Your Turn: Is school overrated?

by Joachim MacEbong

‘Education is what remains when one has forgotten what one has learnt at school’ – Albert Einstein

Today, I want to talk about education. Most people go to school to make good grades, so they can get good jobs with fat salaries, marry that fine girl (if you’re a guy), have kids, etc etc. Let’s face it: that’s why most of us bother with school in the first place. We put up with the cramming, endless note taking, lectures we hate, lecturers we hate even more and so on, simply because the world tells us that without higher education, without the ‘kpali’, we can’t be prosperous. If you don’t have a first degree, and these days a masters, the world says you are likely to be behind your peers.

Most people feel lost in the school system. In Nigeria for example, much of learning requires ‘cramming and pouring’ in exams, which benefits only a few students, frustrating the rest. You must regurgitate exactly what your lecturer spent pointless hours dictating to you, or you won’t do well. Very little room is given for innovation or creativity, turning most into perpetual job seekers who end up hating the jobs they get after a while, but can’t leave because of the steady pay check. The problems with our educational system go beyond the absence of desks and chairs, or the renumeration of lecturers, or even about the number of universities, even though these are grave. It is about a system that adds nothing at all to the nation, where ideas go to die. In developed countries, universities have been in the forefront of scientific advancement for centuries, and this must be replicated here if Nigeria will be on the path to greatness.

It isn’t all rosy elsewhere though. In the last 3 years across much of the developed world, this formula that says go to school, get a job, buy a house, send your kids to school and live on a pension has gone out the window. High unemployment, house prices in the toilet, jobs going to China, and rising college debt have caused more and more people to question the very foundation of the school system. Since 1978 in the US, inflation has gone up three times, healthcare costs six times, but education costs have gone up ten fold. American entrepreneur and venture capitalist Peter Thiel says that this higher education bubble is driven by the notion that college education is the only way to get ahead, which leads many to incur a lot of debt to attain it, and universities keep raising tuition fees knowing that people will pay. Part of the reason for these high tuition costs are because of college rankings which Malcolm Gladwell calls ‘absurd’, while others like former hedge fund manager James Altucher argue strenuously for children to be kept out of college altogether. In his book ‘Conspiracy of the Rich’,Robert Kiyosaki insists that the school system is ill equipped to perform what should be its main goal in the information age: to encourage people to think for themselves, and innovate, and choose how they want to be educated and by whom.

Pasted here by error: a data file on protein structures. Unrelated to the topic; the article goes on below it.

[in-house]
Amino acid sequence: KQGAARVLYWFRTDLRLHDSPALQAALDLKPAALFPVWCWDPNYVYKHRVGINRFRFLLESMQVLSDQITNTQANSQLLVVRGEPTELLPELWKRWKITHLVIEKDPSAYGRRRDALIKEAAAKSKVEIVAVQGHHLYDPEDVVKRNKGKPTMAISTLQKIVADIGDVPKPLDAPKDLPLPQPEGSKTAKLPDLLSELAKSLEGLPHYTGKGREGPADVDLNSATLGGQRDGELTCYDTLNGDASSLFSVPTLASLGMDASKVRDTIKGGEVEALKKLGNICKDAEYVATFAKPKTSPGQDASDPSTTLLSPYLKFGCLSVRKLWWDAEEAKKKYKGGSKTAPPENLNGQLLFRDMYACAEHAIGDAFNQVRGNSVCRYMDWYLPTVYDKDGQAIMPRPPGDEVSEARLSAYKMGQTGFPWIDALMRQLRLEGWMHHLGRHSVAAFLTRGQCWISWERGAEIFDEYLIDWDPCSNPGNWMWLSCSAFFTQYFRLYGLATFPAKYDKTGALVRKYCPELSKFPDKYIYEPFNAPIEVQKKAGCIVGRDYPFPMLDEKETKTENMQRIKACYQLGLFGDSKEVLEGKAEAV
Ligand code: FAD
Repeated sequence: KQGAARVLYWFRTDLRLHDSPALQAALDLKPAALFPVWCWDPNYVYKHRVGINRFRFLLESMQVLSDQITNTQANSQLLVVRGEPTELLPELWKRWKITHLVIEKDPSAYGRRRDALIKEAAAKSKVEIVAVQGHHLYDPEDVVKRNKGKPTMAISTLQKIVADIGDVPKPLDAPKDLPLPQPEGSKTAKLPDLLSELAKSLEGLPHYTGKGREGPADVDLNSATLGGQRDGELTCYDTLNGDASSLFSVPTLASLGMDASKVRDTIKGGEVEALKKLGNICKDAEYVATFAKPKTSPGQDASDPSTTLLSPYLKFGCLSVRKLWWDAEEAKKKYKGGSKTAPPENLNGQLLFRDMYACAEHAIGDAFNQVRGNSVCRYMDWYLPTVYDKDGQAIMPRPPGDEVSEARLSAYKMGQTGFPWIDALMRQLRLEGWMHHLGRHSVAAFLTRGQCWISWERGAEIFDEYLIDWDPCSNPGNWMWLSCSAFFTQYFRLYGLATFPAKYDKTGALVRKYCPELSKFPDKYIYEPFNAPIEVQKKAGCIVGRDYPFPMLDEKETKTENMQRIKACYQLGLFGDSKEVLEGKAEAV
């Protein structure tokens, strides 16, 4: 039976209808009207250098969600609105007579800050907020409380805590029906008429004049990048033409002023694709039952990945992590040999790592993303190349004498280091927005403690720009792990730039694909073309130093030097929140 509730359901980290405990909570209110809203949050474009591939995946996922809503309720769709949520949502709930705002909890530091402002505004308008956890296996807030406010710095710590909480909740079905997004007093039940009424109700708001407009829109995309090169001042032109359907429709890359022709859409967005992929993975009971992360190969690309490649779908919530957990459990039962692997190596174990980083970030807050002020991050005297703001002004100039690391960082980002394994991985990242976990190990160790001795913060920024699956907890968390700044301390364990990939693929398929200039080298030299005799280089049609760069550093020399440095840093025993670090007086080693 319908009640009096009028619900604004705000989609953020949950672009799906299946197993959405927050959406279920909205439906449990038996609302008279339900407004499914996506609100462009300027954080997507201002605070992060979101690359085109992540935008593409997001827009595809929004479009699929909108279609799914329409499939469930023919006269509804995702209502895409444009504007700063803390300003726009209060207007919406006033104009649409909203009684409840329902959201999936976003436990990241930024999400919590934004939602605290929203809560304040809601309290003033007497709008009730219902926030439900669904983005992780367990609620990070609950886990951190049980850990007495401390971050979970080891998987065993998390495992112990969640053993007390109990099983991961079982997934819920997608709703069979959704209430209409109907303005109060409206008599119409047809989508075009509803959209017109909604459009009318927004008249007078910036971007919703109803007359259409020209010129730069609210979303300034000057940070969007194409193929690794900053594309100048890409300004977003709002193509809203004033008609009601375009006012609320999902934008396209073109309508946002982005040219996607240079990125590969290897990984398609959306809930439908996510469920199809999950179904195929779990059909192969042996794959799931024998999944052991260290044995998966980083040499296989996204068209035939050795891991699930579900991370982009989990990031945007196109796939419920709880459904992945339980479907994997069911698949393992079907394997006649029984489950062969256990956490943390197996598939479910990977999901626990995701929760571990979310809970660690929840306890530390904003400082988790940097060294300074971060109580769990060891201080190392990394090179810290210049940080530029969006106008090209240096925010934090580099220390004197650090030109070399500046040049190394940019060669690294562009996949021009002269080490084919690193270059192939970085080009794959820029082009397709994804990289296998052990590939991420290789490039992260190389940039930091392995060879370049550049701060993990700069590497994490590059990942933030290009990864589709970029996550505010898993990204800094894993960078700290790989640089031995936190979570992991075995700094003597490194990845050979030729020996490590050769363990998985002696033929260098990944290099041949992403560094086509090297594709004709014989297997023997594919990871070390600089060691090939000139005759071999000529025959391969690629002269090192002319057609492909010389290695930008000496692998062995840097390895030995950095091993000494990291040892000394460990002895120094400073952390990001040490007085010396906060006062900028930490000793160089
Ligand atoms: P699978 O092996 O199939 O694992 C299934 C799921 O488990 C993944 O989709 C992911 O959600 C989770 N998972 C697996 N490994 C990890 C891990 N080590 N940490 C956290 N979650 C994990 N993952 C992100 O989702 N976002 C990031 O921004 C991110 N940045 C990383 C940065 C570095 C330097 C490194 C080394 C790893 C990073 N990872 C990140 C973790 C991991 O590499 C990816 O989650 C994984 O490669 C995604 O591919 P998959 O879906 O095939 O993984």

As user generated web content grows in volume, does it not make sense that education should also be user driven? After all, what good is school if you can’t use the knowledge in your chosen field? This might have been what made Bill Gates, Steve Jobs, Mark Zuckerberg and many others give up school (not education) in order to become hugely successful. They must have figured out that the school system was not for them. So if you are reading this and your dream is to be an entrepreneur in whatever field, you are probably better off getting experience where it matters most: the real world. This is because there are likely to be several failures before a breakthrough (which is a main reason people prefer the steady paycheck in the first place), and the earlier a person fails, the earlier they are likely to succeed.

Obviously, owning a business is not for every one, but neither is school. Innovation is the order of the day all over the world and entrepreneurship is exploding. The school system, by and large, does not seem to be helping with this. Is school the problem rather than the solution?

1 Comment

  • Glory Enyinnaya says:

    I don't think school is overrated. Indeed, the Nigerian educational system may leave much to be desired, but, if attended to sincerely, a college education teaches many virtues such as diligence, perseverance, docility, goal-setting, resilience, self-management and a strong work ethic. True, creativity may not be high up there at the initial stages, but it only stands to reason that one may only show appropriate initiative after one has ''learnt the ropes'' or received appropriate formation. The bottomline: ''Pay your dues in school and then, take over the world.''

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